Q. 68. What (lid Stone want it counted for 1--A. Well, I think, as near as I can remember, that we or they or some one said something to tbe effect that we were going over all the precincts of the Congressional districts examining the ballots to see whether there were any errors or not, when he stated that in the different townships around us he had found more or less mistakes wherever they had been, and that they wanted the privilege of examining ours, thinking, probably, they.might find some little error tbere. He said they had found mistakes everywhere they had been ; Bometimes in favor of Wilson and sometimes in favor of Frederick,

Q. 69. Did he say where they had been, and where they had counted the ballots? A. Yes, sir ; I believe that was it.

Q. 70. Did they say they were going to count the ballots in every precinct 1-A. That is my impression.

Q. 71. Did he suggest that there was auy mistake in these ballots 1-A. In our township?

Q. 72. Yes, sir.-A. No, sir; I think not. He rather insinuated that there was a probability of it.

Q. 73. Can yon conceive of any way in which he could have found out except by getting into the box ?--A. I cannot, unless he employed some one else to do it.

Q. 74. When you were counting those ballots on the night of the canvass, did yon suppose you were counting them correctly 1-A. Yes, sir; I did.

Q. 75. What kind of a light did you have, and how many ?-A. I think some three lamps, in a small room.

Q. 76. Have you had no trouble in seeing pencil-marks on this ticket in ordinary light 1-A. No, sir.

Q. 77. Have you any trouble in secing with such a light as you had on that night?A. No, sir; I think not, if I had been careful. I might have overlooked it.

Q. 78. You mean if it was there ?-A. Yes, sir; I mean that.

Q. 79. Well, did Mr. Stone hare this ballot in his hand, did you see, at the time of the canvass -A. I don't think that he did; I think I kept them in my own hands all the time. Well, sir, I cannot remember; he might possibly have had hold of them; it is my impression that he did.

Q. 80. Did you take them off the string 1-A. No, sir; I was a little suspicious about it; thought there might be some kind of a snide about it ; I was rather careful.

Q. 81. Where is Mr. Crook !-A. He is at home, I presume.
Q. 82. At Bangor 1-A. Yes, sir.
Q. 23. And the other judge of elec ion-is he there?-A. Yes, sir.
Q. 84. What is bis name, did you say ?--A. Willets.

Q. 85. Mr. Stone was there, claiming to be in the interest of Mr. Frederick, as his agent?-A. He did not state in whose interest he did this.

Q. 86. You don't know, then, whether in the interest of Mr. Frederick or not?-A. No, sir. (Objection to Exhibit C being attached with part of the Bangor records.)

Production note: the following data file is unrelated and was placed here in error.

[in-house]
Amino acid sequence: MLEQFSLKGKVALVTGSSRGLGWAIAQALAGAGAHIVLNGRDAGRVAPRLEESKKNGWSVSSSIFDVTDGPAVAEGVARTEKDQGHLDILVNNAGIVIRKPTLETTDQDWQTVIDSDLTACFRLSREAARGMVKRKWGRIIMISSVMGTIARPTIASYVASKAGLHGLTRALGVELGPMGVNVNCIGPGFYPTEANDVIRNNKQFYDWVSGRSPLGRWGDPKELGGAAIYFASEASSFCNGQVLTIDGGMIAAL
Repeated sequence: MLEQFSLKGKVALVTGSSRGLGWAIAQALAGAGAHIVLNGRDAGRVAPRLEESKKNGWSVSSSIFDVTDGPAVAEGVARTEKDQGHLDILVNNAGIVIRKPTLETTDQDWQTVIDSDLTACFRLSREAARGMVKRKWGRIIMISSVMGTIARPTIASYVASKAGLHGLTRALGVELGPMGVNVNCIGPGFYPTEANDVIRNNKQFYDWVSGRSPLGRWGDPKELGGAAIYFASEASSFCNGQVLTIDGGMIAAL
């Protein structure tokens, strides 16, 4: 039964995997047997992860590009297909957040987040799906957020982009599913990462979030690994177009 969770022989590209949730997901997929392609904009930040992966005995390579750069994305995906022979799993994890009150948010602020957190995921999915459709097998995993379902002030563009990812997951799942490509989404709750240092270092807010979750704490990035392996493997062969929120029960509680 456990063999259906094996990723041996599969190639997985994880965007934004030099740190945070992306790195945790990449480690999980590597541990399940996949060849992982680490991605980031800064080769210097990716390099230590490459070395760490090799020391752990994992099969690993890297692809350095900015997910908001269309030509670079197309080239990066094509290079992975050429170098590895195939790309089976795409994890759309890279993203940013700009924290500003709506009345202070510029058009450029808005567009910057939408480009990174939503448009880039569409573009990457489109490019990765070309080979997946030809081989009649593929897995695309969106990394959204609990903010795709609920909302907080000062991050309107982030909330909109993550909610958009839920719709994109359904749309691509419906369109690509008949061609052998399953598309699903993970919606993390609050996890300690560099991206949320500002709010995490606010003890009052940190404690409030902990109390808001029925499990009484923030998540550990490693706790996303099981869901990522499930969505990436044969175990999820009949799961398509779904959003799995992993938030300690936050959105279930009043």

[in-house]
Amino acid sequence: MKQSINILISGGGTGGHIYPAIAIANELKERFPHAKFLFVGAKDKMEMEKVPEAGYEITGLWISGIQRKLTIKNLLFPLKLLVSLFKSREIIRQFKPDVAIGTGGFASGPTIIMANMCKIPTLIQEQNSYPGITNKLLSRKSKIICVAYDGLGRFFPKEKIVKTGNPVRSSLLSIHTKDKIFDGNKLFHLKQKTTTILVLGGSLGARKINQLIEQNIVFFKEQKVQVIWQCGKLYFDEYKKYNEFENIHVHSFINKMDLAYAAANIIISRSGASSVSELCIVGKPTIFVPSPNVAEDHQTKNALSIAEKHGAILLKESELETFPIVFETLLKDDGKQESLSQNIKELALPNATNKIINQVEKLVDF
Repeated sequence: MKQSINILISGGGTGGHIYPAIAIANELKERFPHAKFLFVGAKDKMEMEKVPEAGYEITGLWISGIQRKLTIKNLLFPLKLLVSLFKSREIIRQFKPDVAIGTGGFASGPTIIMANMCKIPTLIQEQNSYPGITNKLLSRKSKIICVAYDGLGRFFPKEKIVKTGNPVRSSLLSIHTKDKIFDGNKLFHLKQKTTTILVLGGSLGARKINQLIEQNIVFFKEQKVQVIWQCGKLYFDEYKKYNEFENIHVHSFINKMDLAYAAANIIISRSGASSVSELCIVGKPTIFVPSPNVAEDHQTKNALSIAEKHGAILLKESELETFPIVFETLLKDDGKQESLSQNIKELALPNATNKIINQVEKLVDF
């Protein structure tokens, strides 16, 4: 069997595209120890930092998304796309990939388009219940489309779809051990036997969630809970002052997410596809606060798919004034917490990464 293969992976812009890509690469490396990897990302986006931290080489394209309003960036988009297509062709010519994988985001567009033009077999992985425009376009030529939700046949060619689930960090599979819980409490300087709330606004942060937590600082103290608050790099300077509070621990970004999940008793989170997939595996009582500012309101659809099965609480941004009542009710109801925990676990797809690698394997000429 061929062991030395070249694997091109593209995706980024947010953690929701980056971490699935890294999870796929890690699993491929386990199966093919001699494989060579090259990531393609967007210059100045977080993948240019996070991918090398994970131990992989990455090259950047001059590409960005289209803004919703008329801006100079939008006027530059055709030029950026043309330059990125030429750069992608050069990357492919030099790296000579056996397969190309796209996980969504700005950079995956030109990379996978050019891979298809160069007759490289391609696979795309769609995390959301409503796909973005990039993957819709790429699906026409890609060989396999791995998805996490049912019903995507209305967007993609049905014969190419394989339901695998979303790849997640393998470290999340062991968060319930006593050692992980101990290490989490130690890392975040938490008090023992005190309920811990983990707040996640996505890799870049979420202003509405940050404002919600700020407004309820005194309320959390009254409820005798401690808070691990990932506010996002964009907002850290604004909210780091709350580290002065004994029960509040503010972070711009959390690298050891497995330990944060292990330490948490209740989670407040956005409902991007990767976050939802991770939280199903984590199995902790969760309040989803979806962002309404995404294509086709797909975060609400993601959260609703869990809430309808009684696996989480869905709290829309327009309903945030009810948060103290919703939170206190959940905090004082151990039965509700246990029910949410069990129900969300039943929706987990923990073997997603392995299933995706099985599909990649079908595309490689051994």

Redirect: Q. 87. How is that ballot erased in Exhibit C-how is the name of James Wilson erased !--A. It has the appearance of being erased by one pencil-stroke across it.

Q. 88. Is that erasure very clear; or is it an erasure that might be overlooked in counting the ballots ?-A. I should say that it is one that might have been overlooked. (Paid as fee by contestant.)



Marshall County, 88 : I, Eldon Moran, a notary public and commissioner, agreed upon by the parties to take testimony in this canse, in pursuance of the annexed agreement, attached to the testimony of J. L. Adams, whose testimony was taken Feb. 22, 1803, do truly certify that on the 5th day of March, 1883, in pursuance of the notice hereunto aunexed, I took the deposition of the following-named witnesses : Ezra Wyatt, R. E. Leech, Mary Eastman, Elmer Stauffer, Frank Stauffer, Charlie Wyatt, Jessie Siebert, Robert Blakely, George B. York, A. N. French, Wm. Ernst, Jas. K. Johnson, R. E, Strang, Jeremiah Picket, Jacob Randall. P. C. Carter, whose testimony is set forth in the following manner: Each witness was first sworn by me duly, or caused to be sworn, in my presence, as provided by law, and when sworn the questions were propounded to him by the respective parties-Benjamine T. Frederick, contestant, and James Wilson, contestee, by their respective att're, and the question by me read to the witness, who answered the same, and his answer, in the language of the wituess, was by me taken down under each question propounded, and reduced to writing until the deposition was completed.

I further certify, when the testimony of each witness was taken I carefully read the same over to the witnesses, who corrected the same, and each correction noted, and said testimony was then signed by the witness and sworn to by him before ine.

I further certify that T. Brown & Carney appeared as counsel for the contestant, Benjamine T. Frederick, and J. H. Bradley appeared as counsel for James Wilson, contestee.

In witness whereof I have set my hand and seal notarially, this 5th day of March, A. D. 1883. (SEAL.)

ELDON MORAN, Notary Public for Johnson County, Iowa, and Commissioner agreed upon to take testimony.

(No. 3.)


Testimony. · Wilsox.)